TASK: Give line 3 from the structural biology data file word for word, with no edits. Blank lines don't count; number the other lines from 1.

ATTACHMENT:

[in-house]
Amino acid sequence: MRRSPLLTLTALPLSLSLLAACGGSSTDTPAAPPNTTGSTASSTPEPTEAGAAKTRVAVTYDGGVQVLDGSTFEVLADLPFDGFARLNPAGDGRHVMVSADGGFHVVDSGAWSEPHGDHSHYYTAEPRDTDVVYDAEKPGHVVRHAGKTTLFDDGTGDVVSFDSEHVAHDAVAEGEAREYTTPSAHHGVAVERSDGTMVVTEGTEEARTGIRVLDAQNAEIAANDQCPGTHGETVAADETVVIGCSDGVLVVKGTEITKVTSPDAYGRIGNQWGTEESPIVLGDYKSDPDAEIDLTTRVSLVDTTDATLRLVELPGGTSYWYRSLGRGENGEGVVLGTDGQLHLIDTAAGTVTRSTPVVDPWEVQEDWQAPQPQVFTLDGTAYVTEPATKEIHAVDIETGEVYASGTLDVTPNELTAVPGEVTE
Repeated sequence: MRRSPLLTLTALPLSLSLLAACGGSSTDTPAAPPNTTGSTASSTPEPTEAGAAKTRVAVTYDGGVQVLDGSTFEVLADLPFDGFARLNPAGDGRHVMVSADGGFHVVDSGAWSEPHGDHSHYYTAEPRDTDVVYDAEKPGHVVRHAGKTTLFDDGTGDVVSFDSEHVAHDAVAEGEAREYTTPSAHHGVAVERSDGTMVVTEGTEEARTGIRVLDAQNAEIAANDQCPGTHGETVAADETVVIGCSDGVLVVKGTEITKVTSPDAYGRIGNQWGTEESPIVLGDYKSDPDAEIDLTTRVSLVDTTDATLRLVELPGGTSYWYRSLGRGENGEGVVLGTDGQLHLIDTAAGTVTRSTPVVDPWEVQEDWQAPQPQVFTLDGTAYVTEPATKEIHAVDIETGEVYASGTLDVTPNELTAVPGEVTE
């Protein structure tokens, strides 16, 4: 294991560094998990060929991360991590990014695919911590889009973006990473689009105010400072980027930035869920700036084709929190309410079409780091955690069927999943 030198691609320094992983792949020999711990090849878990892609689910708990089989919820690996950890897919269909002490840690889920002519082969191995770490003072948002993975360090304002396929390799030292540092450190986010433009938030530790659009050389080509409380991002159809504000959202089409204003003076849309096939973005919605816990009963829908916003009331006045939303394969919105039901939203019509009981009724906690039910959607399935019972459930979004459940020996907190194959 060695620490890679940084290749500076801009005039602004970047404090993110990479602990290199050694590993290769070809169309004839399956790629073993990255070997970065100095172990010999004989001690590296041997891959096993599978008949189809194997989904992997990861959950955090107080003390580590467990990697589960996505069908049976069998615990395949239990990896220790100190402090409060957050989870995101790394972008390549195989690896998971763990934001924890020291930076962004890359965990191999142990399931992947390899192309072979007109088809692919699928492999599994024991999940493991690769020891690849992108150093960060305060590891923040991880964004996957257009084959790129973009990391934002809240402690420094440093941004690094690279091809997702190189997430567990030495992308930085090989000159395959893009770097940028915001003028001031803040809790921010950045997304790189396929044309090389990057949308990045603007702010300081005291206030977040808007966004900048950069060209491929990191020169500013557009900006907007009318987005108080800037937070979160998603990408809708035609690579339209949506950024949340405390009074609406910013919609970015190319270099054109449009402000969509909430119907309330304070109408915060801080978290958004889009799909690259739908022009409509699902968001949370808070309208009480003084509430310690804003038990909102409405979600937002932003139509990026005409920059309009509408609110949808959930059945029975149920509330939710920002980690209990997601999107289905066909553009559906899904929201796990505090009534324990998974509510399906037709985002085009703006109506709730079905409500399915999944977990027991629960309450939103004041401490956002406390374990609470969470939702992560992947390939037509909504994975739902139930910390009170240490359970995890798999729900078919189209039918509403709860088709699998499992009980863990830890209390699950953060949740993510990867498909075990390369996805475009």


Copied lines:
Repeated sequence: MRRSPLLTLTALPLSLSLLAACGGSSTDTPAAPPNTTGSTASSTPEPTEAGAAKTRVAVTYDGGVQVLDGSTFEVLADLPFDGFARLNPAGDGRHVMVSADGGFHVVDSGAWSEPHGDHSHYYTAEPRDTDVVYDAEKPGHVVRHAGKTTLFDDGTGDVVSFDSEHVAHDAVAEGEAREYTTPSAHHGVAVERSDGTMVVTEGTEEARTGIRVLDAQNAEIAANDQCPGTHGETVAADETVVIGCSDGVLVVKGTEITKVTSPDAYGRIGNQWGTEESPIVLGDYKSDPDAEIDLTTRVSLVDTTDATLRLVELPGGTSYWYRSLGRGENGEGVVLGTDGQLHLIDTAAGTVTRSTPVVDPWEVQEDWQAPQPQVFTLDGTAYVTEPATKEIHAVDIETGEVYASGTLDVTPNELTAVPGEVTE